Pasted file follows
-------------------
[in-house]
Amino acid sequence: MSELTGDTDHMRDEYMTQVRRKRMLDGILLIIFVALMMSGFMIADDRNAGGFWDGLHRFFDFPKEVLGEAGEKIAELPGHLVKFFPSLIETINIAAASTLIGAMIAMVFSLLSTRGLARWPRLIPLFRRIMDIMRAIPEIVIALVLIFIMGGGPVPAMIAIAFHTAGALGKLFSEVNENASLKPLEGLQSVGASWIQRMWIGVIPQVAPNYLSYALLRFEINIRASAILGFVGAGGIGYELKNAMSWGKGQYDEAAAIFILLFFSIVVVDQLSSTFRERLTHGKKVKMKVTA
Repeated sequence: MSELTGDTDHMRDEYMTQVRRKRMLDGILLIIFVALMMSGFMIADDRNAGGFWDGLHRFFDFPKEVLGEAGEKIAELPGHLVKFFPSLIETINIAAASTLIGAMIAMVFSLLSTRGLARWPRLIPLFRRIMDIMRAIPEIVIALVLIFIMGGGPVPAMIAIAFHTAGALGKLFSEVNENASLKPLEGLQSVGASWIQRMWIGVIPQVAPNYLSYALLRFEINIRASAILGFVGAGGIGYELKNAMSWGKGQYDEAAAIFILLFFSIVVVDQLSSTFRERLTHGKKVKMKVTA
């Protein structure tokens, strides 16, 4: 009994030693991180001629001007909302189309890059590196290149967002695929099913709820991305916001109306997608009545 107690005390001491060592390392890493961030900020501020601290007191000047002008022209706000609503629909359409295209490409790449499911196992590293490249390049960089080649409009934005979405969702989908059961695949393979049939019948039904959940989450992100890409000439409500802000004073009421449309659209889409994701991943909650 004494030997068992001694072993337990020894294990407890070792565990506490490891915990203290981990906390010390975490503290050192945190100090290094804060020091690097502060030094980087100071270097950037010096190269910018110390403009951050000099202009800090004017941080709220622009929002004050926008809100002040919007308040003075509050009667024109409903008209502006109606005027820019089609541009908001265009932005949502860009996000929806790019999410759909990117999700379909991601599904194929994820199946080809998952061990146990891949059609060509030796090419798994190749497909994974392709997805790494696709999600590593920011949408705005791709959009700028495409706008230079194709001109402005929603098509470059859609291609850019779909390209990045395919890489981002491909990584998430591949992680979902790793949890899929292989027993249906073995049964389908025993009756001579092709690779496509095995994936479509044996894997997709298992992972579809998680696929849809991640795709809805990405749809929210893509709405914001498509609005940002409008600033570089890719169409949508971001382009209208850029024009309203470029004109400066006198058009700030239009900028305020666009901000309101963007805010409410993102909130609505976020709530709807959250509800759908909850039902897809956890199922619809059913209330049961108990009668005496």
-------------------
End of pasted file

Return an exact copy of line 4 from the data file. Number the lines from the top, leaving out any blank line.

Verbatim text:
């Protein structure tokens, strides 16, 4: 009994030693991180001629001007909302189309890059590196290149967002695929099913709820991305916001109306997608009545 107690005390001491060592390392890493961030900020501020601290007191000047002008022209706000609503629909359409295209490409790449499911196992590293490249390049960089080649409009934005979405969702989908059961695949393979049939019948039904959940989450992100890409000439409500802000004073009421449309659209889409994701991943909650 004494030997068992001694072993337990020894294990407890070792565990506490490891915990203290981990906390010390975490503290050192945190100090290094804060020091690097502060030094980087100071270097950037010096190269910018110390403009951050000099202009800090004017941080709220622009929002004050926008809100002040919007308040003075509050009667024109409903008209502006109606005027820019089609541009908001265009932005949502860009996000929806790019999410759909990117999700379909991601599904194929994820199946080809998952061990146990891949059609060509030796090419798994190749497909994974392709997805790494696709999600590593920011949408705005791709959009700028495409706008230079194709001109402005929603098509470059859609291609850019779909390209990045395919890489981002491909990584998430591949992680979902790793949890899929292989027993249906073995049964389908025993009756001579092709690779496509095995994936479509044996894997997709298992992972579809998680696929849809991640795709809805990405749809929210893509709405914001498509609005940002409008600033570089890719169409949508971001382009209208850029024009309203470029004109400066006198058009700030239009900028305020666009901000309101963007805010409410993102909130609505976020709530709807959250509800759908909850039902897809956890199922619809059913209330049961108990009668005496």